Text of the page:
Have you ever wondered if you could flip a house without using your own capital? Well, you can. There are several strategies for investors in real estate that work with no money down.

One technique to flip a house without your own money for a down payment is to do a Joint Venture with the seller.

When browsing any real estate forum, it is easy to see that there is tons of interest in how to flip a house without using your own money. Why wouldn't there be? After all, real estate investing is a capital intensive business, and there are many benefits to structuring a deal that does not include your own capital.

I have used this strategy before where I entered into a financing agreement with the seller. They funded the renovation, I managed the renovation, and we split the profits at a pre-negotiated proportion. It was awesome

Multiple Ways to do a Joint Venture

There are two fundamental different ways you can setup a joint venture to flip a property with no money down. The first way is to have a 3rd party partner on a deal to supply the cash for the project. This is probably the most common way but it requires a partner with deep pockets.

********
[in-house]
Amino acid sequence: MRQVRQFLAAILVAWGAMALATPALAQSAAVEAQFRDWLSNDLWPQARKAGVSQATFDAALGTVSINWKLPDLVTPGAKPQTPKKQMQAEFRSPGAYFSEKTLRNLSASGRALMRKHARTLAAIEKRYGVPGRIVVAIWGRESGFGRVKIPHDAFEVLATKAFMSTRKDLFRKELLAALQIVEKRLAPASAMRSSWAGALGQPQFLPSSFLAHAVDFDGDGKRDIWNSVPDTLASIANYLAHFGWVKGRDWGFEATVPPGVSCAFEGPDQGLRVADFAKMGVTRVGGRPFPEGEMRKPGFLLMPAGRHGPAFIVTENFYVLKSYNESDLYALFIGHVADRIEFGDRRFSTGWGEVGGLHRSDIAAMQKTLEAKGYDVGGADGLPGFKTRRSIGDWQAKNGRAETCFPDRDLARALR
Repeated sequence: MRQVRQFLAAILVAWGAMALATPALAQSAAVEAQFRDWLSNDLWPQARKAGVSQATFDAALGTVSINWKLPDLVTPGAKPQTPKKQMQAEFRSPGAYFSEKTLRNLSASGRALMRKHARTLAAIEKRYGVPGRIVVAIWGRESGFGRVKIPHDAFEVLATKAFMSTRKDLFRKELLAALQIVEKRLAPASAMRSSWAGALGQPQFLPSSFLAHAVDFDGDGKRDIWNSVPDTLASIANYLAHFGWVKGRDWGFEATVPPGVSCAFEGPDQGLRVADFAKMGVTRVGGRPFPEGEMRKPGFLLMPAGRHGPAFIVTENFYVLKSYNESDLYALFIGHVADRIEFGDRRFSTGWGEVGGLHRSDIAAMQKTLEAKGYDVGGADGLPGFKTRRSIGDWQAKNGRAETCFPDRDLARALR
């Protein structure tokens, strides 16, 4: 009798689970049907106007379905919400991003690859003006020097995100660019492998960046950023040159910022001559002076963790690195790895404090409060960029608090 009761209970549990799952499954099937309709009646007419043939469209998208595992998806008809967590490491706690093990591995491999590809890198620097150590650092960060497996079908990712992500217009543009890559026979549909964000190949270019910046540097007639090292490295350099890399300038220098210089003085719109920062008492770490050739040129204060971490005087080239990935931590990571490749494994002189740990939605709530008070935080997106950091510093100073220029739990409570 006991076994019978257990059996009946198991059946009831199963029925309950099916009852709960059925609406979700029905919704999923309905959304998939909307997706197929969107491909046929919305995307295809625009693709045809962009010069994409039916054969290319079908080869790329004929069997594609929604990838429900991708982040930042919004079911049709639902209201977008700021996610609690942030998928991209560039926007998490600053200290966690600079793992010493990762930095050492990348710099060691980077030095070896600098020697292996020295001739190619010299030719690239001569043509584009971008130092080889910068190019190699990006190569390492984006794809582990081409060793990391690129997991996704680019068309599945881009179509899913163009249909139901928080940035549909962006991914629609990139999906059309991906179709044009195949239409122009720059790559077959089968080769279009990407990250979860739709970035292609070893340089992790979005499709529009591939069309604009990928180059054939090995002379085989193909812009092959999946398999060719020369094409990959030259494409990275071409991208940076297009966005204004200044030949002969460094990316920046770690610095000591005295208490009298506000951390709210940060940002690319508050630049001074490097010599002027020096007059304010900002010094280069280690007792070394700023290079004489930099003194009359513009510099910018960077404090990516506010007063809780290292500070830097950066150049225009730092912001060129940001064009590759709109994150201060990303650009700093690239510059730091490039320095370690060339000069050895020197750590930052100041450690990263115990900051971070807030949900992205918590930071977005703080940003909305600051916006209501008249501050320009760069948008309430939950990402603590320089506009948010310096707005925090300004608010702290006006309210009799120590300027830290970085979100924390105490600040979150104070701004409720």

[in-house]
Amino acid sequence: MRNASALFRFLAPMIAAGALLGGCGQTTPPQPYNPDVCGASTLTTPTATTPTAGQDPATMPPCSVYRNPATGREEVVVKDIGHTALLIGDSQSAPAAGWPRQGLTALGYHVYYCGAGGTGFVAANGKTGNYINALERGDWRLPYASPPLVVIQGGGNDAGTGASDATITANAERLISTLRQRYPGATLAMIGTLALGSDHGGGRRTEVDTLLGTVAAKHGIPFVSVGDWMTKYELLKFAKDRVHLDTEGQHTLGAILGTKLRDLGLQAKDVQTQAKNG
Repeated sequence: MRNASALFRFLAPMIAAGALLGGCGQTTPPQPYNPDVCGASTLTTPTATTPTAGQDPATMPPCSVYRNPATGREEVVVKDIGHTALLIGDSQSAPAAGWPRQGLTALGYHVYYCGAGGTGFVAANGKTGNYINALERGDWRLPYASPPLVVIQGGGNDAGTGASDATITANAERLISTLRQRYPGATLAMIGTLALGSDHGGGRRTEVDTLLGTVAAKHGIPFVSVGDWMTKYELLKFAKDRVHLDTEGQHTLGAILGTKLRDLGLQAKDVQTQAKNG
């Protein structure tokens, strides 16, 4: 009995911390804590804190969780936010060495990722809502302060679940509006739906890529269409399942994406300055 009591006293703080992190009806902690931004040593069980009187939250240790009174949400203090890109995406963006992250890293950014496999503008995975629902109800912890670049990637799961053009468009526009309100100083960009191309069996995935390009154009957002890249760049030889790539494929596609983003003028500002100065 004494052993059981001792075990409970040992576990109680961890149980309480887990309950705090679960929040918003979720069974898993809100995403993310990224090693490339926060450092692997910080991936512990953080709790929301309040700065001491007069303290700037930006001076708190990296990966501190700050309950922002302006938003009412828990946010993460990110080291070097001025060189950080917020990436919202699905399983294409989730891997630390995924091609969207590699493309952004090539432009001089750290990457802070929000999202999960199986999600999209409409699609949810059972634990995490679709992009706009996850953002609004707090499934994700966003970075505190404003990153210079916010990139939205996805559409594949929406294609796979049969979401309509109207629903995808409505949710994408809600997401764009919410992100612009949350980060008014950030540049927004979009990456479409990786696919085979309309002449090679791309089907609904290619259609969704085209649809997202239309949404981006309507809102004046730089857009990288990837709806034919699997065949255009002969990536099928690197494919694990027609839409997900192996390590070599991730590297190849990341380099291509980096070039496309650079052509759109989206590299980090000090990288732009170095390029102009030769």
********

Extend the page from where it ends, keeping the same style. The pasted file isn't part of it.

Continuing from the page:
The other way is to partner with the seller of the house. This is a format of owner financing.  This is the type of joint venture deal we are talking about in this article. Lets dig into this stragegy a bit further.

When does this Make sense?

Trust is critical. Because you do not have a recorded property interest, and the seller is ultimately on the hook for you completing the repairs, this deal works best when there is a lot of trust between the parties involved.

Why is trust so important? Since you do not have a recorded interest in the property, the seller could technically sell the property and not pay you. Then you would have to take the seller to court outside of the closing to try to collect the money owed to you.

Specific scenarios where this strategy will work are when family members or friends are thinking of selling houses that they would like to renovate before sale. Another scenario is if you know a landlord that has properties they have held for a long time.

You are partnering with the seller for this style of deal. It does not make a much sense to present a complex joint venture as an option to a seller you just met. There are too many moving parts, especially if there is not enough trust between partners.

This Joint Venture Strategy is Best When:

  • You have skills to complete rehab
  • You have the time to complete rehab
  • Seller trusts you
  • You trust the seller
  • Seller wants to help you get started
  • You do not have cash to buy a house to flip

Setting Current Purchase Price

In order to set a fair purchase price with the seller, it is a good idea to consult with a real estate agent that you plan on listing with after the renovation. They will be able to provide you with a CMA (Competitive Market Analysis) on both the current state of the property, and what it could be post renovation.

It is possible to do your own CMA to determine what a fair purchase price would be currently.